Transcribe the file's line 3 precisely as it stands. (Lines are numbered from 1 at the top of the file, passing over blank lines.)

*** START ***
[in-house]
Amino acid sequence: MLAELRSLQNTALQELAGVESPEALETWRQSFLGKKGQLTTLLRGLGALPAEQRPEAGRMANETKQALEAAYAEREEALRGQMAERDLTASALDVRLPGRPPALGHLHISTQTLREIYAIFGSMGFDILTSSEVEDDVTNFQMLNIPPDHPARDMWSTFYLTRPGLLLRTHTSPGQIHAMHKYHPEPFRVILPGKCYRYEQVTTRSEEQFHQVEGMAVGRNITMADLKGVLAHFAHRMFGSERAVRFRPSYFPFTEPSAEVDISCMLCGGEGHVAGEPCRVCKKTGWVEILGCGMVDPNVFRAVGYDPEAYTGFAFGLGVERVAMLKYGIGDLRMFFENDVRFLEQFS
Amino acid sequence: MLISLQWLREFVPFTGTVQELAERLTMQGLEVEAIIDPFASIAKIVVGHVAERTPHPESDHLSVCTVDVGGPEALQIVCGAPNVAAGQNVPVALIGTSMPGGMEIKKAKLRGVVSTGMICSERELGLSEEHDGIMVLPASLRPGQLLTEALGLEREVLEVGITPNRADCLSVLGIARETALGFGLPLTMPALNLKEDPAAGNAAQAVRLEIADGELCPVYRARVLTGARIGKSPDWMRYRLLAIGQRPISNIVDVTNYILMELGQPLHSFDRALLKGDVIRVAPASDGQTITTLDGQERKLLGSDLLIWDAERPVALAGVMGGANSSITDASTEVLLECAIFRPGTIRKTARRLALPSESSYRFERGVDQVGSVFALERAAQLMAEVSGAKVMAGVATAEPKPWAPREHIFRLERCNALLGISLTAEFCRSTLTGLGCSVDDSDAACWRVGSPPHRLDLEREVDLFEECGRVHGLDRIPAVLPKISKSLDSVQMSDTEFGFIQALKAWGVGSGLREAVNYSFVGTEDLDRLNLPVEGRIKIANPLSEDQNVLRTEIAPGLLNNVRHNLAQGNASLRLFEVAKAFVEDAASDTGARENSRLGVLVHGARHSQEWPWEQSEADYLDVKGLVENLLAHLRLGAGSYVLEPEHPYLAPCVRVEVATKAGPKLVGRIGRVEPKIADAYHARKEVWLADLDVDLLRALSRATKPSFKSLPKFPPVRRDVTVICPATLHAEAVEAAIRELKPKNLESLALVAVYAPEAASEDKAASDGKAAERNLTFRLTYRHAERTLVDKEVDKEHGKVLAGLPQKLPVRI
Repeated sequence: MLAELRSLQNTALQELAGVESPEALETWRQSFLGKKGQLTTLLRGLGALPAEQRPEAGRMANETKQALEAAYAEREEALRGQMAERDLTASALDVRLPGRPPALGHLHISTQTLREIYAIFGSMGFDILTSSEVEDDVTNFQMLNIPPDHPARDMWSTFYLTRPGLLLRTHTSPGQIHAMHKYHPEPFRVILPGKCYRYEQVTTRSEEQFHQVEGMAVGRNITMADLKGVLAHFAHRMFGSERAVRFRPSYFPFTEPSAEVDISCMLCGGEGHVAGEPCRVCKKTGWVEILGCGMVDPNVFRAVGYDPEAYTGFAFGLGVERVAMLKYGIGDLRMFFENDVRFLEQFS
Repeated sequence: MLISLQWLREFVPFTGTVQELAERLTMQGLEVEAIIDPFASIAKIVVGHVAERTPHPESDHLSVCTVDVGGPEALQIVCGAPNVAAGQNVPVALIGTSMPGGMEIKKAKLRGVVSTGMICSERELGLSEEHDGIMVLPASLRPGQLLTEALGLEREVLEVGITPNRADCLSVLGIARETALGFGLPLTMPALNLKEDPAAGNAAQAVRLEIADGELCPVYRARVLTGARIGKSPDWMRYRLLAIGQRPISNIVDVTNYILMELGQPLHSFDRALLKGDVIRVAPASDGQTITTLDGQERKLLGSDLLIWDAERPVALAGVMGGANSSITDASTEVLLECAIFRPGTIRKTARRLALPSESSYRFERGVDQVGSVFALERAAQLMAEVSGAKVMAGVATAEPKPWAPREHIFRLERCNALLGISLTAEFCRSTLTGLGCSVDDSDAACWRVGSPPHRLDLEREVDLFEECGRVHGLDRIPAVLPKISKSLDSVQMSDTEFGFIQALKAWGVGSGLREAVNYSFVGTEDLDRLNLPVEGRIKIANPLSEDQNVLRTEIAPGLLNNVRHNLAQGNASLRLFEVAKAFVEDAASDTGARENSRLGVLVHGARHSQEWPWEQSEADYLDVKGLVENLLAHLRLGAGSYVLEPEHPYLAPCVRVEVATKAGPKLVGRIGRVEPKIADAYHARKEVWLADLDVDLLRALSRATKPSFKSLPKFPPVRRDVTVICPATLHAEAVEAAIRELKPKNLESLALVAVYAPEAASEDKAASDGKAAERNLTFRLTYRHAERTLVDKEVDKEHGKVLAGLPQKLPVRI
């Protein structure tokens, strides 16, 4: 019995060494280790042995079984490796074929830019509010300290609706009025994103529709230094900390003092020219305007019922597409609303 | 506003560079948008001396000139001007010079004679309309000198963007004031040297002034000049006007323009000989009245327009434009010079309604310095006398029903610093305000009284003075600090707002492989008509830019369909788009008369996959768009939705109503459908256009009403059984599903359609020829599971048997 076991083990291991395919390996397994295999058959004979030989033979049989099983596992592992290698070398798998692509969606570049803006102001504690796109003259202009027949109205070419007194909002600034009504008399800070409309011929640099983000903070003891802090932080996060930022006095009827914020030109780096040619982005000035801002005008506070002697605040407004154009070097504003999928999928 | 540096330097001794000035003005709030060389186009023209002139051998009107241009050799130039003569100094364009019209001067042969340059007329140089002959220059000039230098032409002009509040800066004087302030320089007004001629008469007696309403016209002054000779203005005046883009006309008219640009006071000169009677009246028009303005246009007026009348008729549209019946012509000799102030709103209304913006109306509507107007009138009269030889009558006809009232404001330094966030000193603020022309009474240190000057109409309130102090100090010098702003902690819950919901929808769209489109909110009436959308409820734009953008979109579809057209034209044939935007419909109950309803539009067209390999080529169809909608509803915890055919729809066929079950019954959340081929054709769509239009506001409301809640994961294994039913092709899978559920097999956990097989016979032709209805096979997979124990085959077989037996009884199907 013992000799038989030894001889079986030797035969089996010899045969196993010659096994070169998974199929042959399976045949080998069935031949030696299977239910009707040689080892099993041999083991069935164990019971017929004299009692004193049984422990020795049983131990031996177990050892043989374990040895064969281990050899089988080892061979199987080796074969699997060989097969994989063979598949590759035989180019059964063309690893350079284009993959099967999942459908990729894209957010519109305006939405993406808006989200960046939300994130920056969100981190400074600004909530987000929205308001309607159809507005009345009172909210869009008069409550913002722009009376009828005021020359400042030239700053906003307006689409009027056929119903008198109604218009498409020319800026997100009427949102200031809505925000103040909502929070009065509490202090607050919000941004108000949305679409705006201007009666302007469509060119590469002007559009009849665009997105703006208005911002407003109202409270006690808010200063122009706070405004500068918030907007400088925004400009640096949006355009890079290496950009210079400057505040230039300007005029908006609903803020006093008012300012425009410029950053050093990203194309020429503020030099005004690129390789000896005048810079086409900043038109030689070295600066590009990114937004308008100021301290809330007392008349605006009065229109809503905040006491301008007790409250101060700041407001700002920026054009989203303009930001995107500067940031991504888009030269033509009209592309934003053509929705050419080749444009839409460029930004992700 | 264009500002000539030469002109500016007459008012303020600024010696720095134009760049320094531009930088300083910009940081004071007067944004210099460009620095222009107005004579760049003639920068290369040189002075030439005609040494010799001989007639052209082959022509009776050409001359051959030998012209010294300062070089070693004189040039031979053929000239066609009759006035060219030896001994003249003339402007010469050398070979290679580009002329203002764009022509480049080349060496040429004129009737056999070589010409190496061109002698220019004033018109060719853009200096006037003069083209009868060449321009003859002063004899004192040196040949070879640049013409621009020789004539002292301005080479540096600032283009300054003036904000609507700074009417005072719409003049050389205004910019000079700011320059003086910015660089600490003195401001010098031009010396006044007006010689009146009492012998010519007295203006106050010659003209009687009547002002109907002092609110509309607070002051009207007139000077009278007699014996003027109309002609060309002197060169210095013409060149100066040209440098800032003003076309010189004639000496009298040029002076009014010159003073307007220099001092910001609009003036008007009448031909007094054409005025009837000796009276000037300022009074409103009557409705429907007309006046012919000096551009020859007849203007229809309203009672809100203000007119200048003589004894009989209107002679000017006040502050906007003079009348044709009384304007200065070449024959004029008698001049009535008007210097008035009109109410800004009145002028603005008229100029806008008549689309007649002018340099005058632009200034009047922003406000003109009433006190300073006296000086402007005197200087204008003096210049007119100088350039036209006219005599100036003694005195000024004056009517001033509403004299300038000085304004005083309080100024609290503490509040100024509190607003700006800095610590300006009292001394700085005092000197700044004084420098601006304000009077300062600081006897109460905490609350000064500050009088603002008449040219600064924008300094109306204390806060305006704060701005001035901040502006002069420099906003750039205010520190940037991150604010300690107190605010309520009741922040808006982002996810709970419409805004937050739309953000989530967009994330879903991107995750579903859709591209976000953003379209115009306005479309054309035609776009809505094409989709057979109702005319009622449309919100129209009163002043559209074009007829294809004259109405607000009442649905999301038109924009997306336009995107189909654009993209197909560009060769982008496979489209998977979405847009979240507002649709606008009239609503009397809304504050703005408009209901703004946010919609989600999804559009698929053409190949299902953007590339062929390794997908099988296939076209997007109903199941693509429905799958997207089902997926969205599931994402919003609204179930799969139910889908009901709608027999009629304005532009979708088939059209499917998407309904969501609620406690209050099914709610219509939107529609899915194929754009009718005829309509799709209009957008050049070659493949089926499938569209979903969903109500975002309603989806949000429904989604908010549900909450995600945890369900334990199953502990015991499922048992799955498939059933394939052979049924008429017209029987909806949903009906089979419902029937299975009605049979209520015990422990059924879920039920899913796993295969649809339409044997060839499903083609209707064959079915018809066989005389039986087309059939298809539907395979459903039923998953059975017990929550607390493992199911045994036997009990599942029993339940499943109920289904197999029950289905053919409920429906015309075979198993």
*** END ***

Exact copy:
Amino acid sequence: MLISLQWLREFVPFTGTVQELAERLTMQGLEVEAIIDPFASIAKIVVGHVAERTPHPESDHLSVCTVDVGGPEALQIVCGAPNVAAGQNVPVALIGTSMPGGMEIKKAKLRGVVSTGMICSERELGLSEEHDGIMVLPASLRPGQLLTEALGLEREVLEVGITPNRADCLSVLGIARETALGFGLPLTMPALNLKEDPAAGNAAQAVRLEIADGELCPVYRARVLTGARIGKSPDWMRYRLLAIGQRPISNIVDVTNYILMELGQPLHSFDRALLKGDVIRVAPASDGQTITTLDGQERKLLGSDLLIWDAERPVALAGVMGGANSSITDASTEVLLECAIFRPGTIRKTARRLALPSESSYRFERGVDQVGSVFALERAAQLMAEVSGAKVMAGVATAEPKPWAPREHIFRLERCNALLGISLTAEFCRSTLTGLGCSVDDSDAACWRVGSPPHRLDLEREVDLFEECGRVHGLDRIPAVLPKISKSLDSVQMSDTEFGFIQALKAWGVGSGLREAVNYSFVGTEDLDRLNLPVEGRIKIANPLSEDQNVLRTEIAPGLLNNVRHNLAQGNASLRLFEVAKAFVEDAASDTGARENSRLGVLVHGARHSQEWPWEQSEADYLDVKGLVENLLAHLRLGAGSYVLEPEHPYLAPCVRVEVATKAGPKLVGRIGRVEPKIADAYHARKEVWLADLDVDLLRALSRATKPSFKSLPKFPPVRRDVTVICPATLHAEAVEAAIRELKPKNLESLALVAVYAPEAASEDKAASDGKAAERNLTFRLTYRHAERTLVDKEVDKEHGKVLAGLPQKLPVRI